Leaving them isolated and sitting ducks for their massive naval and air attacks. The fighting goes on unabated until the US finally breaks through the Japanese blockade. As new Army as well as Marine unites land on the Island, and on Novermber 11, launch a major counter-attack that clears Gudalcanal of Japanese troops.

The Japanese, unlike in the movie, were successfully evacuated by sea not massacred on the beaches by the Marines and GI's. Still the battle of Gudalcanal was the first of many Japanese held island taken by US forces that eventually lead to the defeat of Japan in the late summer of With all the action and heroics in the movie the most moving scene in the film is when the Marines, underground in their bunker, are being hit by a nerve wracking and murderous Japanese naval and air bombardment.

The Marines acted like you would expect to act under the same circumstances, scared and afraid. Aloysius "Taxi" Potts, William Bendix, put it best when he says "I'm no hero I'm just a guy I've come out her because somebody had to come, I don't want no medals I just want to get this over with and go back home".

The ensemble cast of this film made it the fine war film it is. Most of the cast had starring roles in other films. Guadalcanal was a turning point in the Pacific War as it ended a series of Japanese successes and began the shrinking of their Pacific conquests. Others have pointed out the historical inaccuracies including the fact that the Japanese survivors were successfully evacutated from the island and not driven into the sea as depicted in the final battle.

One shocking inaccuracy I noticed took place on the second day of the Marine landing. The first night, while huddled in foxholes, they hear gunfire off shore and comments that "The Navy is busy tonight. Grayson Minor Watson comments, "We lost four cruisers but we beat them off good. Navy suffered one of its worst defeats in history in the battle of Savo Island. The Japanese commander was hardly "beaten off" but decided to withdraw after sinking 4 Allied cruisers Canberra, Astoria, Quincy and Vincennes because he thought U.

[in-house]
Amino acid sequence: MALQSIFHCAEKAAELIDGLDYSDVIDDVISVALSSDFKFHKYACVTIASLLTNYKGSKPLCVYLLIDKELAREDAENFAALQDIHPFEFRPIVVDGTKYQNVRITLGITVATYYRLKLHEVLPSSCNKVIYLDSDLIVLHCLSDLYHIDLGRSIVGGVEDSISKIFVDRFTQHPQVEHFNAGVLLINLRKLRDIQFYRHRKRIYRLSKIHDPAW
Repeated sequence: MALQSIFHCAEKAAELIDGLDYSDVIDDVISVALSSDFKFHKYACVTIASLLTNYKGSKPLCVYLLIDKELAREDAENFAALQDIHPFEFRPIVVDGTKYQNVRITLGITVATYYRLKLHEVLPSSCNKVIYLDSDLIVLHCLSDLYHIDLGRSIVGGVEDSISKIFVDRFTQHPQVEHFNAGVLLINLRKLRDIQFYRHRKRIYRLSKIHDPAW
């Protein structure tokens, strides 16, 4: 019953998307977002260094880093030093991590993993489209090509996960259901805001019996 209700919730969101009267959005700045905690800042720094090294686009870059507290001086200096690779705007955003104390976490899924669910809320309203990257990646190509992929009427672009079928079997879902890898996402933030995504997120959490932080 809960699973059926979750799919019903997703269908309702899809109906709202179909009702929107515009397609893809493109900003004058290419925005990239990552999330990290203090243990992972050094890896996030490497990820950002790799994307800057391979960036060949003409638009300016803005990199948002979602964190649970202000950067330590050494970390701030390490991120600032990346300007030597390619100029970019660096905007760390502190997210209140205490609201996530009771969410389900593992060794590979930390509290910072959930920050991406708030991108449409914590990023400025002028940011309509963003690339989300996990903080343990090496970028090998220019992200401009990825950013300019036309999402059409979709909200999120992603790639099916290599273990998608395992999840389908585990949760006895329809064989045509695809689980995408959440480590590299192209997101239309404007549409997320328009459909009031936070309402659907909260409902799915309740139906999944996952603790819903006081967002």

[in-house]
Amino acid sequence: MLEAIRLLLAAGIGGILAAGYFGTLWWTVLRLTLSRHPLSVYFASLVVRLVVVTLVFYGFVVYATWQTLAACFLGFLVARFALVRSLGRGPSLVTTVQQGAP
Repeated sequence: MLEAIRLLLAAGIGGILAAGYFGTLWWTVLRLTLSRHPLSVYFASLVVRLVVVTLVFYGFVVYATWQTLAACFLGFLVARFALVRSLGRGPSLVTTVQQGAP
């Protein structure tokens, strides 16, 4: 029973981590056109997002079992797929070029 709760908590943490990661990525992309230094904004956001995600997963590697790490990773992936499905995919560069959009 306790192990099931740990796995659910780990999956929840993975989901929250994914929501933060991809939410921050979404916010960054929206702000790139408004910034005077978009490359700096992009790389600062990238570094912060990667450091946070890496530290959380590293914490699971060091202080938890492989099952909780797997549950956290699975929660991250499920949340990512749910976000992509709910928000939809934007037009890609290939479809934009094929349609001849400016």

In fact, they had departed and the Japanese commander could have destroyed the entire invasion fleet and the outcome would have been far different. What proved to be an eventual allied victory, came within a hairs-breath of being a disastrous defeat. While the Marines have received the lion's share of the glory, well deserved, Guadalcanal took the lives of many more Navy personnel than Marines. The many horrific night naval battles took a heavy toll and the waters north of Guadalcanal were aptly renamed "Ironbottom Sound. The movie about the five Sullivan brothers, who all died when their ship Juneau was sunk with only 10 survivors in the bloody waters of Guadalcanal, was just a small part of the carnage the Navy suffered there.